The term “real gold” in its popular usage does not necessarily imply that a piece of jewelry is made of pure gold. It is usually the case that the gold used in jewelry is mixed with other metals to make the resulting alloy harder and less prone to bending.
Real gold jewelry is made of a solid gold alloy, whose gold content is above a certain threshold. In the United States, for example, pieces containing less than 58.3% gold (10 karats) are not considered gold for commercial purposes.
What people usually refer to as fake gold is jewelry that is made of another metal (such as nickel, copper, silver, etc.) and covered with a layer of gold (gold plated) or with a thin gold sheet (gold filled).
How to Tell If Gold Is Real
Below are some of the more reliable ways to test jewelry for gold:
Testing gold with nitric acid is a pretty reliable way to tell how pure a gold alloy is.
The piece being tested is scratched against a testing slab so as to leave a scratch mark on it.
Then, nitric acid of varying concentrations is applied to the mark to see whether it will be dissolved.
Depending on the concentration of the acid that causes the mark to be dissolved, the purity of the alloy can be inferred.
This test can be performed at the jewelry store by a jeweler or at home, by using a gold testing kit and following the instructions that come with it.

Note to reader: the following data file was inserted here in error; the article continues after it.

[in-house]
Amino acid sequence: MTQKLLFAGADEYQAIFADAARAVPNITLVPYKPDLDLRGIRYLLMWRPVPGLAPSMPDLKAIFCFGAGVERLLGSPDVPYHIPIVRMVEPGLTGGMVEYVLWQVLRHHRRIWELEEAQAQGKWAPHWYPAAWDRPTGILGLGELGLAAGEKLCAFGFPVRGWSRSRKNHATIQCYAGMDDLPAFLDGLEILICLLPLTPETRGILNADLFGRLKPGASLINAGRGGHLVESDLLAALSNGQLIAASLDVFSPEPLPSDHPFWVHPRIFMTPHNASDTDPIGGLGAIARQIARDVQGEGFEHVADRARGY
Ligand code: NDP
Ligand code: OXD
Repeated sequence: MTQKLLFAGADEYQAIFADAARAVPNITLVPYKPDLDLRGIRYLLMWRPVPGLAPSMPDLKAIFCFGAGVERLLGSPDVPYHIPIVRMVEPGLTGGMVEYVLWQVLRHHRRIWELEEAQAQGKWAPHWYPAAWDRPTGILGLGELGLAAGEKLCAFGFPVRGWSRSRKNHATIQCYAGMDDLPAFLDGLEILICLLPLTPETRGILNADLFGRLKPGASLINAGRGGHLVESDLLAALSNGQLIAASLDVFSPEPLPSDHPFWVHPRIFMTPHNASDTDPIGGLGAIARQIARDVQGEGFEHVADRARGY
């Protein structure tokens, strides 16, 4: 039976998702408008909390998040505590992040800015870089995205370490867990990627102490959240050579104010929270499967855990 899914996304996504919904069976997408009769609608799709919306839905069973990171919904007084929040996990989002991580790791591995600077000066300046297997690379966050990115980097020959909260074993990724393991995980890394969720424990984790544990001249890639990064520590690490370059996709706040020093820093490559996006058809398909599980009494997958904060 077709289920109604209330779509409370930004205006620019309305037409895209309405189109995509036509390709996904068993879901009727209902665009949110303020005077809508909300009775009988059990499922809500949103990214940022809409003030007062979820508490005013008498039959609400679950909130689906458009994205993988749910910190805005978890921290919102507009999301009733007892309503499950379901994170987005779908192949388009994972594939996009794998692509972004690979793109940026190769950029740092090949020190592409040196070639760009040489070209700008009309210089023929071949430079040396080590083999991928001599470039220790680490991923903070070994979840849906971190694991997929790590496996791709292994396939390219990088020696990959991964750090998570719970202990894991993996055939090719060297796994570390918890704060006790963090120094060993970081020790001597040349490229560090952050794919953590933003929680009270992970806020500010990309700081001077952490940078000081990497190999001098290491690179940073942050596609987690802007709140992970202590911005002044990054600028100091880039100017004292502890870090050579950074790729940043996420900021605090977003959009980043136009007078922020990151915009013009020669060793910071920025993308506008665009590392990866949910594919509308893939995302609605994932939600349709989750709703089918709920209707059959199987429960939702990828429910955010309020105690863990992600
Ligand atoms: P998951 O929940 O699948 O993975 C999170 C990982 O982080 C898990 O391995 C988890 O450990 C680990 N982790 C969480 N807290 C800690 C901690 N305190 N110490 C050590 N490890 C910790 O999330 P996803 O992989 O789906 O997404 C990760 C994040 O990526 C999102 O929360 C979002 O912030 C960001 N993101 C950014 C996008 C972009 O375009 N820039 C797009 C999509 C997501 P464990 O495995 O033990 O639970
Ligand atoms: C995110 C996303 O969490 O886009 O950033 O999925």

You should keep in mind that the scratch should be deep enough so that you can get to the material beyond the top layer of the jewelry.
Otherwise, if the piece is gold plated or gold filled, a light scratch might only rub off the top gold layer, and the test will show that what you have is indeed gold.
Karat markings on jewelry indicate its purity. For example, a “10K” mark means that the jewelry is 10 karats, meaning that in every 24 parts alloy there are 10 parts gold.
European jewelry is often marked with parts-per-thousand markings instead of karat hallmarks. For example, if you see a mark that reads “417”, this corresponds to 10 karats, which in turn corresponds to 41.7% purity (10 divided by 24).
It is important to look for any markings next to the karat or purity number that might indicate that the jewelry is gold plated or gold filled.